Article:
I have the habit of blaming God and others when my life becomes a complicated mess of
my own making. I want someone else to be responsible. In reality, I need to shoulder the
blame and turn my life over to God who knows what plans he has for my life. It is easier
to "shoot at others" than it is to shoulder my own responsibility. I enjoy a story told in the Daily Bread about this very matter.
It is said that when the British and French were fighting in Canada in the 1750s, Admiral
Phipps, commander of the British fleet, was told to anchor outside Quebec. He was given
There’s an old saying, “Watch what you pray for, you might get it.” A cautionary tale.
I always worry about giving people a rosy picture, a way to solve their problems. Having grown up with sit-coms, indoctrinated with the attitude that every problem could be fixed in a half hour (with commercials), except for the complicated ones (those took an hour), you’d think I’d expect happy endings and easy fixes. But somewhere along the line I was taught or osmosed a different attitude.
It is a dark, damp, raining Wednesday night in a certain pastor’s church study. Gathered with the pastor are four men in their late fifties. They have their Bibles open. Their eyelids are barely cracked open. A couple of the men were wise enough to stop by a gas station to get a cup of black coffee to stay awake. This is the latest effort in this small town congregation that worships less than ninety people.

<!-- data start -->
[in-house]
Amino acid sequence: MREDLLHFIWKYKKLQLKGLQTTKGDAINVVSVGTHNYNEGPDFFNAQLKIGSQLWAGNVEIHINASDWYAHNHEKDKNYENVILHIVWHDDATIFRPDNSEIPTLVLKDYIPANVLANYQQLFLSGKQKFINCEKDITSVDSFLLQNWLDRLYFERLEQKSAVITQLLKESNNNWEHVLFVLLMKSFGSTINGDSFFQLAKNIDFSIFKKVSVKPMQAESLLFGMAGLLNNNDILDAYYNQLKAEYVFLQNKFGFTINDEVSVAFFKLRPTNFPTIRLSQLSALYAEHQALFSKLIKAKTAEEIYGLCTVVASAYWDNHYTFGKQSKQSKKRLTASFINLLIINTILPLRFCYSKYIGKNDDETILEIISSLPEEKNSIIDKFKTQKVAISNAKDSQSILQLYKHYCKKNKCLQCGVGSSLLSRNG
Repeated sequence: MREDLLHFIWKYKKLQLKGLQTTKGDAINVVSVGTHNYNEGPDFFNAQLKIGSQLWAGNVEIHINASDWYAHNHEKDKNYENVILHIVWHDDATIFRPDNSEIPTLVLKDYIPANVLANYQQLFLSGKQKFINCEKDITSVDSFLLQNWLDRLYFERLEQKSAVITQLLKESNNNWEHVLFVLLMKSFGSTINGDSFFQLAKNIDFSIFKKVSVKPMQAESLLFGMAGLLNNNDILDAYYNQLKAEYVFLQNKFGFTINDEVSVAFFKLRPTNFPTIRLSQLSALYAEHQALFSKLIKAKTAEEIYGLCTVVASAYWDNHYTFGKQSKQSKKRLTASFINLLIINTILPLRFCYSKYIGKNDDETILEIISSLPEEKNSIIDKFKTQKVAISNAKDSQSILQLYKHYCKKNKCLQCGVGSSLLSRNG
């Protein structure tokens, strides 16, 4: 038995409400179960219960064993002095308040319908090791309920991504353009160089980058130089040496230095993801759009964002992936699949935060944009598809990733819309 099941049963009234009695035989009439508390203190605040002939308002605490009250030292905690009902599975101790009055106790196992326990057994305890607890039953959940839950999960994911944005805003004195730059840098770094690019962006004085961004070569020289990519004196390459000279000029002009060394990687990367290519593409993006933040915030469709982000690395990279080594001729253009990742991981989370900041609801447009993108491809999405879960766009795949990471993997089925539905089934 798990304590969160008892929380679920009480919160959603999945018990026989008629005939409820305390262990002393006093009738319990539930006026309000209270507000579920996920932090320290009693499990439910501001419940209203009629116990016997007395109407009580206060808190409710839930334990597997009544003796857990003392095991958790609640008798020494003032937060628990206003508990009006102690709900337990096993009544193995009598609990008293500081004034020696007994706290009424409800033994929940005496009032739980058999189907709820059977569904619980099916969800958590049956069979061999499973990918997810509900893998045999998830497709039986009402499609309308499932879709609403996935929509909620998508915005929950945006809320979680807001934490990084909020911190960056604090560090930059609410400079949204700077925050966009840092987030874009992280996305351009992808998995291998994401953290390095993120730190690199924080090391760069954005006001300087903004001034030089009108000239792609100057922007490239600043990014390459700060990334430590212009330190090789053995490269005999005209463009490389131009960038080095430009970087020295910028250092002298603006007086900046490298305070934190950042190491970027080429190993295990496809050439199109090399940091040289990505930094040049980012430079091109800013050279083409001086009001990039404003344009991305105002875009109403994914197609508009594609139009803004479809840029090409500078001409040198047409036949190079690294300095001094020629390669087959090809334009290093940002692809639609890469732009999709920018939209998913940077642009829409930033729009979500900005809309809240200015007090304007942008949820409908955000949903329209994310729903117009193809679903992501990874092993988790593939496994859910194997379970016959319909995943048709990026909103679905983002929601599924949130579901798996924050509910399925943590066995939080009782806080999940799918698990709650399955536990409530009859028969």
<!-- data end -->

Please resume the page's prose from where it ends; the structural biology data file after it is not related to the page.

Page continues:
One thing which perhaps separates humans from other animals, is our sense of justice. According to the documentaries I see on television, other animals seem to be driven by basic needs such as hunger, survival and sex. Their lives are centred around satisfying those needs, and even though some animals display considerable domestic organisation and affection for others of the species, they're still driven by their basic primitive urges.
We could also say that humans are driven by similar urges, but our lives are very
Psalm 104 begins and ends with a unique call to praise. Instead of calling on others to praise the Lord, the psalmist instructs himself: "Bless the Lord, O my soul." This psalm and Psalm 103 are the only places in the Bible where this particular expression occurs. What are we to make of this unusual phrase?